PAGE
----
Many sports injuries don’t require surgery. In some cases, a minimally invasive procedure can repair torn tissue or realign bones. If the injury is more serious, however, a combination of arthroscopic surgery, fracture management techniques and/or sports-injury management techniques can also be tailored to meet each patient’s unique needs.

Injured athletes will then have to focus on rehabilitation, in addition to their scouting report. Dr. Finstein notes that with appropriate evaluation and treatment many athletes can continue to compete while healing their injury.

“It’s important to finish and cooperate with rehab after an injury,” Dr. Finstein said. “Don’t stop rehab because you are back to playing. Stop rehab only when the patient is 100 percent.”

Once pain and swelling has subsided, a sports-medicine physician’s plan can quickly return the athlete to play. They can also provide important advice on exercise and nutrition – and that can prevent additional injuries and recurrences.

"NSAIDS should NEVER be used for concussion...they can encourage bleeding from damaged blood vessels in the brain."Dr. Joseph L. Finstein

What About Concussions?

NSAIDS should NEVER be used for concussions, Dr. Finstein added. This family of anti-inflammatory drugs is meant to decrease inflammation but also slows blood clotting, so they can encourage bleeding from damaged blood vessels in the brain. Instead, those medications are better suited to lessen pain associated with soft-tissue and joint injuries. Tylenol or acetaminophen should be used to help with pain from concussion after evaluation by a medical professional.

“The most common medical misconception is that acute concussion patients can take NSAIDS,” Dr. Finstein said. “They should not.” 

Instead, a period of evaluation – and rest – is required. “It is difficult to predict on the day of injury when a concussion will resolve,” he said. “It could be a day, a month or a year.” As a result, most medical professionals have a series of tests to help diagnose concussion and evaluate return to play.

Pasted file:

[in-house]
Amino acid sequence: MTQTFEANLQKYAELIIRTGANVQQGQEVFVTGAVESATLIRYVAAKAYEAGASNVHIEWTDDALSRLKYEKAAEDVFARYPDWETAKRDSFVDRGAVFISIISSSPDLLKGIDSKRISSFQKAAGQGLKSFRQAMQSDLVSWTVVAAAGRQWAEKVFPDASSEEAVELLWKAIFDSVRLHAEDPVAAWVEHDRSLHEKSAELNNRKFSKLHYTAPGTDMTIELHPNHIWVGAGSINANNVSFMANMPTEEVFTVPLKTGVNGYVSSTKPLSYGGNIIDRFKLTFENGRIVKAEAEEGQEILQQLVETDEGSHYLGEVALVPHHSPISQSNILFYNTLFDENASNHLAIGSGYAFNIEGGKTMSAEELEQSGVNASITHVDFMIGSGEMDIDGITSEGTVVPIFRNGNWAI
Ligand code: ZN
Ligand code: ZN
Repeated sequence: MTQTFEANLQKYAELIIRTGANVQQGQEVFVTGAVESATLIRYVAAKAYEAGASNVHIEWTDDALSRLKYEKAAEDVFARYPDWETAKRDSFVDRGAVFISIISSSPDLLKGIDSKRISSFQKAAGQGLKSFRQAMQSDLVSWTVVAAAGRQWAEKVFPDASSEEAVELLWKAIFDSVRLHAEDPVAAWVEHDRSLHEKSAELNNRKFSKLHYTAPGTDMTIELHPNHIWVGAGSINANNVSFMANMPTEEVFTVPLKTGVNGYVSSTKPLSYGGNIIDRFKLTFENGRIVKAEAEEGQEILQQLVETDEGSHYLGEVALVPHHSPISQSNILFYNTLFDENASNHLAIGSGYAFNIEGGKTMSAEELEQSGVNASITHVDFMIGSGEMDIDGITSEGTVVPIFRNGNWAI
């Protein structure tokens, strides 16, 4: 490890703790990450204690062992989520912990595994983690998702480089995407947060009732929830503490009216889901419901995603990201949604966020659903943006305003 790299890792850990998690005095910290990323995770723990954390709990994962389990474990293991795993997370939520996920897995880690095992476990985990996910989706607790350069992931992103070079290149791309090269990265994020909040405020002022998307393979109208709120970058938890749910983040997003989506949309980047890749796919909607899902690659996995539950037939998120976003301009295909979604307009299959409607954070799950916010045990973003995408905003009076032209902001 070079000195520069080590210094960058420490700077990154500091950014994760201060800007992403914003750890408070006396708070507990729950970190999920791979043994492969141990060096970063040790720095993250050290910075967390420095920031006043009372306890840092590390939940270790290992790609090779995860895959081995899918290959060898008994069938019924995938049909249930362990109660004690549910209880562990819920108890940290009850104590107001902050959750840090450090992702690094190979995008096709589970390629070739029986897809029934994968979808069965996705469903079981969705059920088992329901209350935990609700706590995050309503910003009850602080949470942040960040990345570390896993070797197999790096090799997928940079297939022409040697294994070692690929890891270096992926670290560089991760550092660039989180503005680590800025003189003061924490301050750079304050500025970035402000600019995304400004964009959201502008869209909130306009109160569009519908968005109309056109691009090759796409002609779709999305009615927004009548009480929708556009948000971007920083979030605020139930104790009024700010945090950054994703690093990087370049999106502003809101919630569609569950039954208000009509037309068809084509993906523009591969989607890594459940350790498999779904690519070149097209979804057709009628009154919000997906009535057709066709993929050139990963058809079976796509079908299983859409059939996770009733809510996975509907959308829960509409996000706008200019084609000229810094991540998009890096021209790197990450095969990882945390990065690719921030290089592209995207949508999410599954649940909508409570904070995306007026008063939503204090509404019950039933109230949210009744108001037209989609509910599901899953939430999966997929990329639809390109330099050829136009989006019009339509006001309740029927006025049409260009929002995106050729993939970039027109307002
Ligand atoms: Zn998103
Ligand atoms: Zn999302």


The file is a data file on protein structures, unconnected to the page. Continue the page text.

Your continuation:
Best Wishes This Football Season!

Here’s to a successful, healthy season – whichever team you’re pulling for on Friday nights. But if your child or player is injured, remember Pontchartrain Orthopedics & Sports Medicine’s Walk-In Clinic is open the next morning. You can see the region’s leading orthopedic specialists for on-site x-ray, bracing, casting and injections with no appointment required between 9AM and 1PM on Saturdays.

About the Doctor

Dr. Joseph L. Finstein, MD

Dr. Joseph L. Finstein, MD

Dr. Joseph L. Finstein specializes in sports medicine, focusing on shoulder, elbow, hip, knee, foot, and ankle injuries. Dr. Finstein completed his Sports Medicine Fellowship at the Rothman Institute at Thomas Jefferson University  He is currently the team physician at De La Salle High School. Prior to joining Pontchartrain Orthopedics & Sports Medicine, Dr. Finstein assisted in the care of athletes from the Philadelphia Eagles, Flyers, Phillies, Soul and St. Joseph’s University.


This website is not designed to and does not provide medical advice, medical diagnosis, professional opinion, treatment or services to you or any other person. Through this website and links to other websites, Pontchartrain Orthopedics & Sports Medicine provides general information for educational purposes only. The information provided in this website, or through links to other sites, is not a substitute for medical care. You should not use this information in place of a visit, call, consultation or the advice of your healthcare provider. Pontchartrain Orthopedics & Sports Medicine is not liable or responsible for any advice, course of treatment, diagnosis or any other information, services or product you obtain through this site.